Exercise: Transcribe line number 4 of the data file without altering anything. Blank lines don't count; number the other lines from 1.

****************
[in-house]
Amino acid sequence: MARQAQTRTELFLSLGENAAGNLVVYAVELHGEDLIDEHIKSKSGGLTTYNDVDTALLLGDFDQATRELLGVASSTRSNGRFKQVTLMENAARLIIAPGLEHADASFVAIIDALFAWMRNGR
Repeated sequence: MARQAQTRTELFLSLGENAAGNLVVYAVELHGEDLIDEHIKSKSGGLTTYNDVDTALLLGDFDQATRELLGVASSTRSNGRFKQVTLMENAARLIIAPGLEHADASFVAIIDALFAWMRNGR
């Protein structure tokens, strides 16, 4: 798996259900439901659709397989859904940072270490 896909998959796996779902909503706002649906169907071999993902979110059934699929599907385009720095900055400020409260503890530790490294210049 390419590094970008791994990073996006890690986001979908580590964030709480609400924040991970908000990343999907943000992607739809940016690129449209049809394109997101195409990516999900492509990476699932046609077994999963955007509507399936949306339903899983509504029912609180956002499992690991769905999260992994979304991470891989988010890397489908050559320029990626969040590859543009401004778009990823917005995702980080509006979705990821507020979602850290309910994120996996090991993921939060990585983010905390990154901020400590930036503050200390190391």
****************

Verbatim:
């Protein structure tokens, strides 16, 4: 798996259900439901659709397989859904940072270490 896909998959796996779902909503706002649906169907071999993902979110059934699929599907385009720095900055400020409260503890530790490294210049 390419590094970008791994990073996006890690986001979908580590964030709480609400924040991970908000990343999907943000992607739809940016690129449209049809394109997101195409990516999900492509990476699932046609077994999963955007509507399936949306339903899983509504029912609180956002499992690991769905999260992994979304991470891989988010890397489908050559320029990626969040590859543009401004778009990823917005995702980080509006979705990821507020979602850290309910994120996996090991993921939060990585983010905390990154901020400590930036503050200390190391």